I had a brief chat with Corning, makers of Gorilla Glass, who were showing their wares at Mobile World Congress in Barcelona.
Gorilla Glass is exceptionally strong and makes sense for expensive devices with glass screens – like many of the smartphones and tablets that are hot right now.
According to Corning, it is strengthened through an ion-exchange process:
Ion exchange is a chemical strengthening process where large ions are “stuffed” into the glass surface, creating a state of compression. Gorilla Glass is specially designed to maximize this behavior.
The glass is placed in a hot bath of molten salt at a temperature of approximately 400°C. Smaller sodium ions leave the glass, and larger potassium ions from the salt bath replace them. These larger ions take up more room and are pressed together when the glass cools, producing a layer of compressive stress on the surface of the glass. Gorilla Glass’s special composition enables the potassium ions to diffuse far into the surface, creating high compressive stress deep into the glass. This layer of compression creates a surface that is more resistant to damage from everyday use.
Fair enough; and I am a fan because it works. My question though: when is Apple going to call? The iPhone 4 has glass panels both front and rear, and is unfortunately rather fragile. I would be interested to know what proportion of damaged iPhones simply have shattered glass. One drop onto a hard surface is all it takes, unless you have a protective case that adds bulk and in my view spoils the design.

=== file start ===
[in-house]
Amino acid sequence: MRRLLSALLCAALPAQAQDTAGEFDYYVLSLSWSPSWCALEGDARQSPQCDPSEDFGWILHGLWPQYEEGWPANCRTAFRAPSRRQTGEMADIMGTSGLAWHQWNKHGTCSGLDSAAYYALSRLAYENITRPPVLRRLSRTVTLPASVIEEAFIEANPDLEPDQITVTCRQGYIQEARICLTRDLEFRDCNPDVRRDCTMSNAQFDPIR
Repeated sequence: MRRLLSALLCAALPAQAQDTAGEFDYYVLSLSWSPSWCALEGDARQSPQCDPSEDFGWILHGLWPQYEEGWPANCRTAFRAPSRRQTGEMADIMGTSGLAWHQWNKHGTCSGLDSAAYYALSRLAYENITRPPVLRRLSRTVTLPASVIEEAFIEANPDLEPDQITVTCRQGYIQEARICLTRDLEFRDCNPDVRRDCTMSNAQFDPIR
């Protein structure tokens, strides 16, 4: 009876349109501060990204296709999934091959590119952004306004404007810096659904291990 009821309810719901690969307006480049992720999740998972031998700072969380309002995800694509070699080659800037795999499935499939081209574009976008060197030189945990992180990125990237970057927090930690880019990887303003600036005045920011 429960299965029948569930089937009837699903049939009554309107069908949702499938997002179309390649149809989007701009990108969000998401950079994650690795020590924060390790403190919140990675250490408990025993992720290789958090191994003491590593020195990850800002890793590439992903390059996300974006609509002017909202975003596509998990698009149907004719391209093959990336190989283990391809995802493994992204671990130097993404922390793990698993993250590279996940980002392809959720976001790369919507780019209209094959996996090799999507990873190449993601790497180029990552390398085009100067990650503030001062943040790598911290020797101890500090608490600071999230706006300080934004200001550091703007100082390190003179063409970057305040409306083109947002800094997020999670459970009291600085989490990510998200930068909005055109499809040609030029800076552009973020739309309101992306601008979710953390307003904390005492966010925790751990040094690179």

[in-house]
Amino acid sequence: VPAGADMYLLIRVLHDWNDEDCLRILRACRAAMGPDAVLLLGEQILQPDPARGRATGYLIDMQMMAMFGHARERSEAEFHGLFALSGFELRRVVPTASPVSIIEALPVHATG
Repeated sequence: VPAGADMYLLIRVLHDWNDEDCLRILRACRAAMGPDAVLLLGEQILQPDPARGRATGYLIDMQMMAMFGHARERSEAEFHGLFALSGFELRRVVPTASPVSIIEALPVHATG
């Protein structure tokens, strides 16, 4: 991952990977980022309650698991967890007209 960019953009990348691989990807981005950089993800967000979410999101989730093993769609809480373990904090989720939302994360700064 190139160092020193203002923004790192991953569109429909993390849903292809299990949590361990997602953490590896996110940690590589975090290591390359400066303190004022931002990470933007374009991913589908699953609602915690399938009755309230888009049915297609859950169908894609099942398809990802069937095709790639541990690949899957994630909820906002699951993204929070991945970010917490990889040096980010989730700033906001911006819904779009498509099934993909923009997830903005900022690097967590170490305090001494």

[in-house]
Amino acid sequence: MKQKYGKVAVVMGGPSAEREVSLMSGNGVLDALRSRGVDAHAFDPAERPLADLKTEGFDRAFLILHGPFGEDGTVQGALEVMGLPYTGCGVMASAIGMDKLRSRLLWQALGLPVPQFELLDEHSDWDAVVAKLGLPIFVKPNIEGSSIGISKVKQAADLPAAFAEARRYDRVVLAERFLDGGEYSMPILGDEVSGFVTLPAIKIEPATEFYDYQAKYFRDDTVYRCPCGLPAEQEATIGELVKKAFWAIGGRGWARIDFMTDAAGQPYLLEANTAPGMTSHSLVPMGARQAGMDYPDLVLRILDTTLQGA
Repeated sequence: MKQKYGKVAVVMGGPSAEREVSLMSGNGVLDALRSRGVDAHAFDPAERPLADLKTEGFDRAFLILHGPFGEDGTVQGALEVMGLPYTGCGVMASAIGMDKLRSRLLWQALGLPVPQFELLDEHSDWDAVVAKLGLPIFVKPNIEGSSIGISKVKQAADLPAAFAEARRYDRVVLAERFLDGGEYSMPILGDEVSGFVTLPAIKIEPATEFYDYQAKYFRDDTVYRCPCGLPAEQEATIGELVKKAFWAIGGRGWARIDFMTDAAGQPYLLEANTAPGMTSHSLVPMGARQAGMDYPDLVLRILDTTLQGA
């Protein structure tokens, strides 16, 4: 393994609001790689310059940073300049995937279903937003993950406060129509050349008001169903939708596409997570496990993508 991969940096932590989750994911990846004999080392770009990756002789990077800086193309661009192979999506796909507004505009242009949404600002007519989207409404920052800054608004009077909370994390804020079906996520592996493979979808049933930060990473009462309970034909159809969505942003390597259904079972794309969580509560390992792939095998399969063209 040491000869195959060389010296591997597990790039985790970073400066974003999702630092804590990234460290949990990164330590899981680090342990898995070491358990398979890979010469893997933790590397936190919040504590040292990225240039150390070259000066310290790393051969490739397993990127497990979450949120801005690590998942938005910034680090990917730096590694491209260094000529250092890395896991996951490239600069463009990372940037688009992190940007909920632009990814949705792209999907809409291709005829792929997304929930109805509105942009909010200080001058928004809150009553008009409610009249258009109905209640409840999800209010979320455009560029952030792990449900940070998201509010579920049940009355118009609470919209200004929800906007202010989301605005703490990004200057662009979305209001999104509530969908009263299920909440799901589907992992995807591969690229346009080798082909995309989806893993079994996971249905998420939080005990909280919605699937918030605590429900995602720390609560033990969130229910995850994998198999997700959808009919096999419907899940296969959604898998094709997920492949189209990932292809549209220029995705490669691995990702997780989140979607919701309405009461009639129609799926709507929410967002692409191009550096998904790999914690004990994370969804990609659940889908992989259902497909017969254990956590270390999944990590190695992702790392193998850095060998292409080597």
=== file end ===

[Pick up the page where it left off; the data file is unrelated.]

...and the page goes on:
Apple’s Bumper case fixes the problem with the antenna design, but does little to protect the glass.
The iPad glass is also prone to shatter if dropped:
It slipped off my lap in a bar in the Portland airport during a particularly long layover. It landed screen-side down on the uneven Mexican tile floor and made a sound that caused the whole room to go quiet. I still feel a little sick just remembering it. It looked a lot like the ones people purposely ran over with trucks when I picked it up.
From what I can tell, Gorilla Glass really is better in this respect.
So how about it Apple?
2 thoughts on “My question to the Gorilla Glass folk: when is Apple going to call?”
Um, I’ve *always* heard the iPhone 4 uses Gorilla Glass on the front, but not the back, due to the added cost. Look at the top hits: http://www.google.com/search?q=iphone+gorilla+glass
I am sceptical. Certainly it is not advertised as such either by Corning or by Apple. That might just be a confidentiality agreement. But:
Why am I sceptical? Simply, I have seen several shattered iPhone 4 screens, and I think Gorilla Glass would be stronger. But that is anecdotal, of course.
If anyone has firm evidence, I’d be most interested.
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